20 April 2020 | Story Amanada Tongha | Photo Anja Aucamp
Prof Beati Kruger
A light in the darkness of human trafficking. Prof Beatri Kruger is leading efforts to combat this complex crime.

Millions of people around the world fall victim to human trafficking each year. South Africa is no exception to this, “with victims exploited in various ways, including forced begging, sexual exploitation online or in brothels, as drug mules, for forced marriages, and for forced labour in factories, on farms, or as zama-zamas in mines”, according to Prof Beatri Kruger, Adjunct Professor at the Free State Centre for Human Rights in the Faculty of Law.

To help combat this heinous crime, the International Organization for Migration recently roped in Prof Kruger to facilitate a workshop for members of the Free State Trafficking Task Team on South African counter-trafficking legislation. An expert in the field of human trafficking, Prof Kruger has been a lecturer in Criminal Law in the Faculty of Law for almost 20 years before joining the Free State Centre for Human Rights as research associate in 2017.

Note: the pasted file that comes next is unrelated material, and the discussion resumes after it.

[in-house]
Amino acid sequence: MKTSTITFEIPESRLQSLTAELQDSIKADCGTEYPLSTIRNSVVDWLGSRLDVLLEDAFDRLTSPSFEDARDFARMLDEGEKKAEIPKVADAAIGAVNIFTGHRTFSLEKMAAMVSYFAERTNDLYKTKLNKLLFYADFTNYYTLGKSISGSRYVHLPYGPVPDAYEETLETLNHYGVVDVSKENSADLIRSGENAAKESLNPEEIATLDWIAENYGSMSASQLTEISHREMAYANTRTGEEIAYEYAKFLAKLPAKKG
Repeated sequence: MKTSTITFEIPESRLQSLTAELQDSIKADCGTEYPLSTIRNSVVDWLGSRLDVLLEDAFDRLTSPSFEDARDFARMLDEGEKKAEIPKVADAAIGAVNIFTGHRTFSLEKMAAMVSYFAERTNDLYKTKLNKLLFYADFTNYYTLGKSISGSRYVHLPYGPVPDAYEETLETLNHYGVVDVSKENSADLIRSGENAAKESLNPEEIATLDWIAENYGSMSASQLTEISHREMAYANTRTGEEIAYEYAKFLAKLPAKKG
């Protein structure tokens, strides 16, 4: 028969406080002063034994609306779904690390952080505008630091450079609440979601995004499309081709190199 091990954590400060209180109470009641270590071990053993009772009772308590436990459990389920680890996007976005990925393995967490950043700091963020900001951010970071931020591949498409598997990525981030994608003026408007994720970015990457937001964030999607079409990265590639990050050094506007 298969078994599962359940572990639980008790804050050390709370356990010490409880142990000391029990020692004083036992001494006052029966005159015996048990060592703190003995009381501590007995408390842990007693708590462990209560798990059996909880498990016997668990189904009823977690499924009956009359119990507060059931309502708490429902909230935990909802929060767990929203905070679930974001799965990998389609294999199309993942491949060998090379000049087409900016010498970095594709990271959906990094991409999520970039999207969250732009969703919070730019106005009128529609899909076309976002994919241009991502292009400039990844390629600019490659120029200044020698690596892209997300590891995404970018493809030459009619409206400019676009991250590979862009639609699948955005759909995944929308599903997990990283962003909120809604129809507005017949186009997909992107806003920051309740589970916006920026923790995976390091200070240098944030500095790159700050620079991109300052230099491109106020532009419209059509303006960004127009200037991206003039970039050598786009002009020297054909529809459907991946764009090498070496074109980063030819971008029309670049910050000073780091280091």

As a member of the Free State task team, the academic works with various institutions and government departments, including the police, prosecution, social development, and education by raising awareness on what she termed as ‘modern slavery’.

“Human trafficking is a reality in every part of the world, also in Bloemfontein. To be realistic, the exploitation of trafficked persons will not be stopped easily. The lure of quick money draws perpetrators to this high-profit, low-risk crime. But I am hopeful and inspired by the crowds of brave experts and ordinary people who do their bit to pierce the trafficking darkness.”

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